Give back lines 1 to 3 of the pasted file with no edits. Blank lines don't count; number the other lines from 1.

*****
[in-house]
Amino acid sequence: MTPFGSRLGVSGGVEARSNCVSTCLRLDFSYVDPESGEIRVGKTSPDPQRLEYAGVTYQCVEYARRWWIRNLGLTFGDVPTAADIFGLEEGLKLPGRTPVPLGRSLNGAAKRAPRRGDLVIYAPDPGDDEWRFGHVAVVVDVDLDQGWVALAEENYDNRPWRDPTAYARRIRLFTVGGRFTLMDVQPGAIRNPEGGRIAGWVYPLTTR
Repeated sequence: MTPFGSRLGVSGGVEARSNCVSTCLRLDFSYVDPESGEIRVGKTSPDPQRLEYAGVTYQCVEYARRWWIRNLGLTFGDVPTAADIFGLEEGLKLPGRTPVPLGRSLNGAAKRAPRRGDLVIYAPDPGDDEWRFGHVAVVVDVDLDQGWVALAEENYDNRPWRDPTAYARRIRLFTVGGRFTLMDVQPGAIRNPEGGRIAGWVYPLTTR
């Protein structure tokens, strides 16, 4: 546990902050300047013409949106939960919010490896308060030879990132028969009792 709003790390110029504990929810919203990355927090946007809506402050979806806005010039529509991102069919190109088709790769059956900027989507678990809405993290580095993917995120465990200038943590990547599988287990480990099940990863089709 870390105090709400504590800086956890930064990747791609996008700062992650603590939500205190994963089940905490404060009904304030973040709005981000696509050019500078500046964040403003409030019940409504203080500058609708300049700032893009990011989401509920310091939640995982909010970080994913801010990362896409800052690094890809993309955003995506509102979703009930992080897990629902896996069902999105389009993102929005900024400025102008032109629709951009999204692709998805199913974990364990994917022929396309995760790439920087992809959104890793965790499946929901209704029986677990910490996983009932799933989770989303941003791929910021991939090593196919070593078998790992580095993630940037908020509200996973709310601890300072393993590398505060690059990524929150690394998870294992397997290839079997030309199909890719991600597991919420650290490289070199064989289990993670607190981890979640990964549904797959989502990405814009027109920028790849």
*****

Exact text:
[in-house]
Amino acid sequence: MTPFGSRLGVSGGVEARSNCVSTCLRLDFSYVDPESGEIRVGKTSPDPQRLEYAGVTYQCVEYARRWWIRNLGLTFGDVPTAADIFGLEEGLKLPGRTPVPLGRSLNGAAKRAPRRGDLVIYAPDPGDDEWRFGHVAVVVDVDLDQGWVALAEENYDNRPWRDPTAYARRIRLFTVGGRFTLMDVQPGAIRNPEGGRIAGWVYPLTTR
Repeated sequence: MTPFGSRLGVSGGVEARSNCVSTCLRLDFSYVDPESGEIRVGKTSPDPQRLEYAGVTYQCVEYARRWWIRNLGLTFGDVPTAADIFGLEEGLKLPGRTPVPLGRSLNGAAKRAPRRGDLVIYAPDPGDDEWRFGHVAVVVDVDLDQGWVALAEENYDNRPWRDPTAYARRIRLFTVGGRFTLMDVQPGAIRNPEGGRIAGWVYPLTTR